Part of a Series on Atheism

Only available on StudyMode
  • Download(s) : 67
  • Published : December 13, 2012
Open Document
Text Preview
"Atheist" redirects here. For other uses, see Atheist (disambiguation).

Part of a series on

Antitheism Atheism and religion Criticism of atheism Implicit and explicit atheism Negative and positive atheism History
History of atheism New Atheism State atheism
Arguments for atheism
Arguments against God's existence Argument from free will Argument from inconsistent revelations Argument from nonbelief Argument from poor design Atheist's Wager Fate of the unlearned God of the gaps Incompatible-properties argument Oblivion Omnipotence paradox Problem of evil Problem of Hell Russell's teapot Theological noncognitivism Ultimate Boeing 747 gambit People

Demographics Discrimination / persecution of atheists Notable atheists Related concepts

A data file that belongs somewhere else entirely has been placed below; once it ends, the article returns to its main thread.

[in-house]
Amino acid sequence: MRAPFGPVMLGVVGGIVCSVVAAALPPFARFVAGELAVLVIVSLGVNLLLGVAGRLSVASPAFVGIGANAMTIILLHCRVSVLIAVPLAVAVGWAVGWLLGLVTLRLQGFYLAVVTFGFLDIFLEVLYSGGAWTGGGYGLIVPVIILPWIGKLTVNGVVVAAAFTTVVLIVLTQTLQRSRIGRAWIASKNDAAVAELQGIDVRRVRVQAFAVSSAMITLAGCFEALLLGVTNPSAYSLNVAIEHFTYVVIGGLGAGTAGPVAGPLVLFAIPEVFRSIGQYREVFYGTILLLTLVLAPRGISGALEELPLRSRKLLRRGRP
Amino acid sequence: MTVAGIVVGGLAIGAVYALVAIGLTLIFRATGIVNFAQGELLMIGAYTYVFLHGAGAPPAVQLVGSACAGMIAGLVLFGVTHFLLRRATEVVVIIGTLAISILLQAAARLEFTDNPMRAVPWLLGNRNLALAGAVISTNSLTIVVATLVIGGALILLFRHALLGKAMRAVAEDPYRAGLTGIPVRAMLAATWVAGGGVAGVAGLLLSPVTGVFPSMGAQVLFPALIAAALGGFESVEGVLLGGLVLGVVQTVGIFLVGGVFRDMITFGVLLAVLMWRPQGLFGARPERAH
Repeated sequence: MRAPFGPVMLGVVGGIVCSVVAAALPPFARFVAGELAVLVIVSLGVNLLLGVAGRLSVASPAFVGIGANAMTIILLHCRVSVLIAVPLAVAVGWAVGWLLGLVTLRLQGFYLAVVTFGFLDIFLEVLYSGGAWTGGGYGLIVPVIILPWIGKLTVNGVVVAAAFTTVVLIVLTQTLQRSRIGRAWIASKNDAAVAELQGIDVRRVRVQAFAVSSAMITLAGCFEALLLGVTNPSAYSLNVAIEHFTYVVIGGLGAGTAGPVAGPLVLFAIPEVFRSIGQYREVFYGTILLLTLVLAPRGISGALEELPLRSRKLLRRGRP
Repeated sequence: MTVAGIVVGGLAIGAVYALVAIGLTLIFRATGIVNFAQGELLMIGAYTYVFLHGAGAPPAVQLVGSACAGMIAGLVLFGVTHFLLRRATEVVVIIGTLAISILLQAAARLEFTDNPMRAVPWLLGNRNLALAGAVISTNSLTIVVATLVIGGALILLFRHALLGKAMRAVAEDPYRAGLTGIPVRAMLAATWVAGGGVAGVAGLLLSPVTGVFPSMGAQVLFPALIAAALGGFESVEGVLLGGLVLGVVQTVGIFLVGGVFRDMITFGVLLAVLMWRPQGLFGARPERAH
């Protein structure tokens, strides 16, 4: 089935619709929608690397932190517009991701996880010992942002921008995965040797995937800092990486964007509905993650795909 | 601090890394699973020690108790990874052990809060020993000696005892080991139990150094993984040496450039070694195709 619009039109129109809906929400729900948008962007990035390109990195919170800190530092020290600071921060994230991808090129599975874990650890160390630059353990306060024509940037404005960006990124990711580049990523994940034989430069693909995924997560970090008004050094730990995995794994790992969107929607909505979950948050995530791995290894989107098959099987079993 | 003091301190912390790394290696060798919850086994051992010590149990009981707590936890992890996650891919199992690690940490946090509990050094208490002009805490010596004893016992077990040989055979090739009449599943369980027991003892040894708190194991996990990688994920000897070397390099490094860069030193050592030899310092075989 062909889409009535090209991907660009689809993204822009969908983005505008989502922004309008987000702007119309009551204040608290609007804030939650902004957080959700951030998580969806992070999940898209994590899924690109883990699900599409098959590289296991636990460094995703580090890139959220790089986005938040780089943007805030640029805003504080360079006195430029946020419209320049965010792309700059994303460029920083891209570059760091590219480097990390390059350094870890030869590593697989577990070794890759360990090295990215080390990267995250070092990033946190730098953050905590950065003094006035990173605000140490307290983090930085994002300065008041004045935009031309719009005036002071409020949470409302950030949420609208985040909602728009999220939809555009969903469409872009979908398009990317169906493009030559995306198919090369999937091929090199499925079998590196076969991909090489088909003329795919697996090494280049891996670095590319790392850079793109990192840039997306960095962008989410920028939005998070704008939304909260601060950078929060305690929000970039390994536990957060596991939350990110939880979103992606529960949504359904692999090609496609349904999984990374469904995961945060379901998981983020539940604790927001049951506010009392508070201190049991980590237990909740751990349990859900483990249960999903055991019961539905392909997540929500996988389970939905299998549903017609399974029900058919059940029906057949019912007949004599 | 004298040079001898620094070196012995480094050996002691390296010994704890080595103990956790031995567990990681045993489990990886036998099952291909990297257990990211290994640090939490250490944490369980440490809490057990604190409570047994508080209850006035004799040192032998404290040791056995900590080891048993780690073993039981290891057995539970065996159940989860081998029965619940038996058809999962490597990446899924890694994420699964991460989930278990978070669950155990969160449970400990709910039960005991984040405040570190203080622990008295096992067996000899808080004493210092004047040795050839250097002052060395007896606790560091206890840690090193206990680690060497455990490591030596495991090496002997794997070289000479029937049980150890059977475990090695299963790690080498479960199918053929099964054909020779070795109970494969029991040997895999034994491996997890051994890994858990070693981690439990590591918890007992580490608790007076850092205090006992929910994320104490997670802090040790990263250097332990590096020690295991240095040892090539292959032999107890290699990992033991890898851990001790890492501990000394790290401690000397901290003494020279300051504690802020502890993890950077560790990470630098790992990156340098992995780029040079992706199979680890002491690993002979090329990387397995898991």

Agnosticism [show]
Irreligion [show]
Naturalism [show]
Secularism [show]
Portal WikiProject
v t e
Atheism is, in a broad sense, the rejection of belief in the existence of deities.[1][2] In a narrower sense, atheism is specifically the position that there are no deities.[3][4][5] Most inclusively, atheism is simply the absence of belief that any deities exist.[4][5][6][7] Atheism is contrasted with theism,[8][9] which in its most general form is the belief that at least one deity exists.[9][10] The term atheism originated from the Greek ἄθεος (atheos), meaning "without god(s)", used as a pejorative term applied to those thought to reject the gods worshipped by the larger society. With the spread of freethought, skeptical inquiry, and subsequent increase in criticism of religion, application of the term narrowed in scope. The first individuals to identify themselves using the word "atheist" lived in the 18th century.[11] Arguments for atheism range from the philosophical to social and historical approaches. Rationales for not believing in any supernatural deity include the lack of empirical evidence,[12][13] the problem of evil, the argument from inconsistent revelations, and the argument from...
tracking img